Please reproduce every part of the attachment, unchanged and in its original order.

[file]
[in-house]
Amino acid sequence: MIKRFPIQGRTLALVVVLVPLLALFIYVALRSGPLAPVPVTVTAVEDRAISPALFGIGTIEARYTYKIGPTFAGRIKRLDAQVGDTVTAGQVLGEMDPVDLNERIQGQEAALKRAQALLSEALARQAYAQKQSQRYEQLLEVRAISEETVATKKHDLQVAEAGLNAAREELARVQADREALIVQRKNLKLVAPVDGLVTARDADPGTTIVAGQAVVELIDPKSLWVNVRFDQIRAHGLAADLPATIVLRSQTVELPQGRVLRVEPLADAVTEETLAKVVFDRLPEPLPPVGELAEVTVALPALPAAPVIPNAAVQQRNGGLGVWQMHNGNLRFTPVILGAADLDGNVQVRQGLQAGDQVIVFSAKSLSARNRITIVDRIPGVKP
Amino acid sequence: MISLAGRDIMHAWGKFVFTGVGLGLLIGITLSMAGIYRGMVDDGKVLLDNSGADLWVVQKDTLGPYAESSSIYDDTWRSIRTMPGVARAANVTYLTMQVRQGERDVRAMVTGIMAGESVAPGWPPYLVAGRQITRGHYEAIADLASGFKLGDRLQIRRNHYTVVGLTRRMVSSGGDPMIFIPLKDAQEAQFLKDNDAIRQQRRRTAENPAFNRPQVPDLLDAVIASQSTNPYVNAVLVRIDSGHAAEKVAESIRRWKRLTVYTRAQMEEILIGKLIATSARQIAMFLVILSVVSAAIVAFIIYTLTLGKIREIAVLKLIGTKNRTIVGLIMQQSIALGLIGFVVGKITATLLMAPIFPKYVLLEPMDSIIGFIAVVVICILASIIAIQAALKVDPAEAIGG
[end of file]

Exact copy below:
[in-house]
Amino acid sequence: MIKRFPIQGRTLALVVVLVPLLALFIYVALRSGPLAPVPVTVTAVEDRAISPALFGIGTIEARYTYKIGPTFAGRIKRLDAQVGDTVTAGQVLGEMDPVDLNERIQGQEAALKRAQALLSEALARQAYAQKQSQRYEQLLEVRAISEETVATKKHDLQVAEAGLNAAREELARVQADREALIVQRKNLKLVAPVDGLVTARDADPGTTIVAGQAVVELIDPKSLWVNVRFDQIRAHGLAADLPATIVLRSQTVELPQGRVLRVEPLADAVTEETLAKVVFDRLPEPLPPVGELAEVTVALPALPAAPVIPNAAVQQRNGGLGVWQMHNGNLRFTPVILGAADLDGNVQVRQGLQAGDQVIVFSAKSLSARNRITIVDRIPGVKP
Amino acid sequence: MISLAGRDIMHAWGKFVFTGVGLGLLIGITLSMAGIYRGMVDDGKVLLDNSGADLWVVQKDTLGPYAESSSIYDDTWRSIRTMPGVARAANVTYLTMQVRQGERDVRAMVTGIMAGESVAPGWPPYLVAGRQITRGHYEAIADLASGFKLGDRLQIRRNHYTVVGLTRRMVSSGGDPMIFIPLKDAQEAQFLKDNDAIRQQRRRTAENPAFNRPQVPDLLDAVIASQSTNPYVNAVLVRIDSGHAAEKVAESIRRWKRLTVYTRAQMEEILIGKLIATSARQIAMFLVILSVVSAAIVAFIIYTLTLGKIREIAVLKLIGTKNRTIVGLIMQQSIALGLIGFVVGKITATLLMAPIFPKYVLLEPMDSIIGFIAVVVICILASIIAIQAALKVDPAEAIGG